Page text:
Recruiting is selling. No matter what the current hiring conditions are, recruiters need to have basic selling skills to be successful. But amazingly, in a nationwide survey conducted by our team, we found that recruiting professionals ranked persuasion skills low in importance?? 25th?? on a list of needed recruitment competencies. So in this article, we will look at the ways that selling and recruiting overlap, as well as some steps you can take to boost your persuasion skills. The key elements to successful selling are:
- Finding and attracting prospects
- Qualifying and understanding them
- Persuading them
To fully understand how recruiting and selling correspond, consider the decision-making factors in a major sale, as described in Neil Rackham’s book on the subject, SPIN Selling:
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- A major sale requires many calls, and decisions are not made with the seller present. Similarly, in recruiting, the job seeker typically has multiple interviews, and decisions to accept are rarely made with the recruiter present.
- A major sale requires the build up of perceived value corresponding to the size of the commitment. In recruiting, accepting a new position is a life changing decision, which also requires the build up of perceived value.
- A major sale involves an ongoing relationship with the buyer, which can impact the sale. Recruiting also involves an ongoing relationship with the candidate, which can impact offer acceptance.
- Finally, in major sales, decisions are visible within the organization and customers are cautious. In recruiting, decisions are visible with friends, family, and colleagues?? and candidates are cautious.
What this tells us is that if recruiters can begin to think like salespeople, they can not only reach a broader number of candidates, but also obtain more offer acceptances. Continuing with Rackham’s concepts, in SPIN Selling he states, “Questions persuade more powerfully than any other verbal behavior.” His extensive research revealed that in the most successful sales calls, the buyer did most of the talking. Also, the types of questions asked by the seller fell into a particular sequence. Because this method so strongly applies to recruiting, let’s explore it further. Rackham defines these sales questions as follows:
- Situation questions focus on gathering data to understand the current status. For example, “What are your current responsibilities?”
- Problem questions explore areas of dissatisfaction. In recruiter-speak, “Is your current position conducive to work/life balance?”
- Implication questions further explore the consequences of the areas of dissatisfaction. For example, “What effect has this lack of company growth had on your career opportunities?” Here is where you begin to increase the need for a solution.
- Need/pay-off questions often closely mirror the implication questions and get the candidate to tell you about the benefits your solutions could offer. For example, “Suppose you had the chance to (finish your degree), what would that mean to you?”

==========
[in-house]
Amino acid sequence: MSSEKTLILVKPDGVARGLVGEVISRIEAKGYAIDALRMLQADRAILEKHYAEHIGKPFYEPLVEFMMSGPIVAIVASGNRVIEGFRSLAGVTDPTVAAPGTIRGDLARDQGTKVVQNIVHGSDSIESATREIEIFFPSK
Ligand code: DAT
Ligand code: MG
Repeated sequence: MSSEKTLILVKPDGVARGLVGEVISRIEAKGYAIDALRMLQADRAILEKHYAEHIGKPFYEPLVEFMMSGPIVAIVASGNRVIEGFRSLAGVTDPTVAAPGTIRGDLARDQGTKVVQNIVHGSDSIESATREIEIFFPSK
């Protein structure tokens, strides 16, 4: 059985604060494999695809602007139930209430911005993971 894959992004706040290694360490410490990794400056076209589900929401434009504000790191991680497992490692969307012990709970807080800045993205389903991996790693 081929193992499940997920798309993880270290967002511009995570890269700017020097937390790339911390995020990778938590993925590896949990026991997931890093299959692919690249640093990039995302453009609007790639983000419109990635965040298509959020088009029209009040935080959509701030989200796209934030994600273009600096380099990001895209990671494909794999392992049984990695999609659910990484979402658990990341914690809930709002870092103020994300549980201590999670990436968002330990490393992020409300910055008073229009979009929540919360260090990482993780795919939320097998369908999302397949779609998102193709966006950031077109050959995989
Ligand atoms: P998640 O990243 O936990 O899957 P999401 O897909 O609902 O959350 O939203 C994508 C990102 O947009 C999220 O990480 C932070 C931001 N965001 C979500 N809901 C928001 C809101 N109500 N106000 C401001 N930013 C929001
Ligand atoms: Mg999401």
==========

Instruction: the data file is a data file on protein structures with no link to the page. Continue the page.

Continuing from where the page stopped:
Think of what both your company and the position have to offer, not in terms of a list of facts, but rather in terms of how they solve a problem. By spending time asking questions and understanding what’s important to the candidate, you are in a much better position to address those needs with the solution you can provide. In other words, once you fully understand the issues the candidate is facing, you can begin to ask implication and need/pay-off questions highlighting what you have to offer as an employer. Through this process, you begin to link the candidate’s problem to your solution. It is important to note that this method can be used in conjunction with other interviewing methods. The questions can be open, closed or a combination. I have seen this work extremely well when integrated into behavioral-based interviewing, for instance. While SPIN Selling was written for salespeople, I often recommend it to struggling recruiters. Some of the most successful recruiters I know have been inadvertently using this technique for years. It’s the difference between consultative, relationship recruiting and the “used-car salesperson” image often associated with our industry in the past. Consider this in terms of shopping for a new car. By the time you visit a dealership, you have probably done your homework and know what you are looking for and what you are willing to pay. The first salesperson that approaches you takes one look at you and begins to tell you the type of vehicle you need. You know that you are looking for an SUV, but the salesperson insists on showing you the latest sports car. Out of utter frustration you leave. At the next lot you visit, the salesperson asks you a series of questions about the type of vehicle you need, understands why you need this type of vehicle, shows you the model you were initially interested in and one that is an even better fits your current situation and needs, and then works with you to make sure your expectations are being met. Which salesperson would you prefer to buy from? In other words, would you rather put your career in the hands of a recruiter that really takes the time to understand what is important to you, or a recruiter that just tells you what they think you need?